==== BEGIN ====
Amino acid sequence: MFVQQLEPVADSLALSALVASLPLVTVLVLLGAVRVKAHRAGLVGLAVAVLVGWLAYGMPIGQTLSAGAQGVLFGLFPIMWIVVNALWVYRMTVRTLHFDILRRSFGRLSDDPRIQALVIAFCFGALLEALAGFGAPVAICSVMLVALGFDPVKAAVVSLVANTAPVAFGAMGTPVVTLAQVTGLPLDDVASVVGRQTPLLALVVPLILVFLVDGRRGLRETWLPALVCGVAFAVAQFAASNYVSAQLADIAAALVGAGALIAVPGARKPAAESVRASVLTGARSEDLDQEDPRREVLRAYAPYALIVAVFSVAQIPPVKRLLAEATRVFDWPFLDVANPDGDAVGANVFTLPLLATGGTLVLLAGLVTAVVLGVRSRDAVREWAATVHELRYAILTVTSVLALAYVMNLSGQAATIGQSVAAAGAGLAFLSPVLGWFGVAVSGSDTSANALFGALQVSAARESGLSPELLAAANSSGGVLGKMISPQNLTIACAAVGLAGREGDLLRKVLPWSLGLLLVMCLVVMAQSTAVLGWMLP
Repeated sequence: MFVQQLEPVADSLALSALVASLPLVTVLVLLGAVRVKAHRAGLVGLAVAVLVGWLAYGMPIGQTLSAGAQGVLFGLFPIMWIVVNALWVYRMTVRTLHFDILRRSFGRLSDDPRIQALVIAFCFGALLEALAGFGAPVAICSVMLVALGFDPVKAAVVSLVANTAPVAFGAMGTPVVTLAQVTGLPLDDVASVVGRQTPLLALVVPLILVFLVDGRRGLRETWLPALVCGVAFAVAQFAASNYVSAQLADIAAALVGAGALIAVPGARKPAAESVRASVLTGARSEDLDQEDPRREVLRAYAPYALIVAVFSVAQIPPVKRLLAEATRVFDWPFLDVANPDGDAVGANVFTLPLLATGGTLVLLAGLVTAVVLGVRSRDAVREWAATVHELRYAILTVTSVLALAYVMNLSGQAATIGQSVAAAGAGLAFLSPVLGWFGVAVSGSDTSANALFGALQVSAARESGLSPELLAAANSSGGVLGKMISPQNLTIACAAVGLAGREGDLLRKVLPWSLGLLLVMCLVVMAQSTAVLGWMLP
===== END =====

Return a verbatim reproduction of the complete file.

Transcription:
Amino acid sequence: MFVQQLEPVADSLALSALVASLPLVTVLVLLGAVRVKAHRAGLVGLAVAVLVGWLAYGMPIGQTLSAGAQGVLFGLFPIMWIVVNALWVYRMTVRTLHFDILRRSFGRLSDDPRIQALVIAFCFGALLEALAGFGAPVAICSVMLVALGFDPVKAAVVSLVANTAPVAFGAMGTPVVTLAQVTGLPLDDVASVVGRQTPLLALVVPLILVFLVDGRRGLRETWLPALVCGVAFAVAQFAASNYVSAQLADIAAALVGAGALIAVPGARKPAAESVRASVLTGARSEDLDQEDPRREVLRAYAPYALIVAVFSVAQIPPVKRLLAEATRVFDWPFLDVANPDGDAVGANVFTLPLLATGGTLVLLAGLVTAVVLGVRSRDAVREWAATVHELRYAILTVTSVLALAYVMNLSGQAATIGQSVAAAGAGLAFLSPVLGWFGVAVSGSDTSANALFGALQVSAARESGLSPELLAAANSSGGVLGKMISPQNLTIACAAVGLAGREGDLLRKVLPWSLGLLLVMCLVVMAQSTAVLGWMLP
Repeated sequence: MFVQQLEPVADSLALSALVASLPLVTVLVLLGAVRVKAHRAGLVGLAVAVLVGWLAYGMPIGQTLSAGAQGVLFGLFPIMWIVVNALWVYRMTVRTLHFDILRRSFGRLSDDPRIQALVIAFCFGALLEALAGFGAPVAICSVMLVALGFDPVKAAVVSLVANTAPVAFGAMGTPVVTLAQVTGLPLDDVASVVGRQTPLLALVVPLILVFLVDGRRGLRETWLPALVCGVAFAVAQFAASNYVSAQLADIAAALVGAGALIAVPGARKPAAESVRASVLTGARSEDLDQEDPRREVLRAYAPYALIVAVFSVAQIPPVKRLLAEATRVFDWPFLDVANPDGDAVGANVFTLPLLATGGTLVLLAGLVTAVVLGVRSRDAVREWAATVHELRYAILTVTSVLALAYVMNLSGQAATIGQSVAAAGAGLAFLSPVLGWFGVAVSGSDTSANALFGALQVSAARESGLSPELLAAANSSGGVLGKMISPQNLTIACAAVGLAGREGDLLRKVLPWSLGLLLVMCLVVMAQSTAVLGWMLP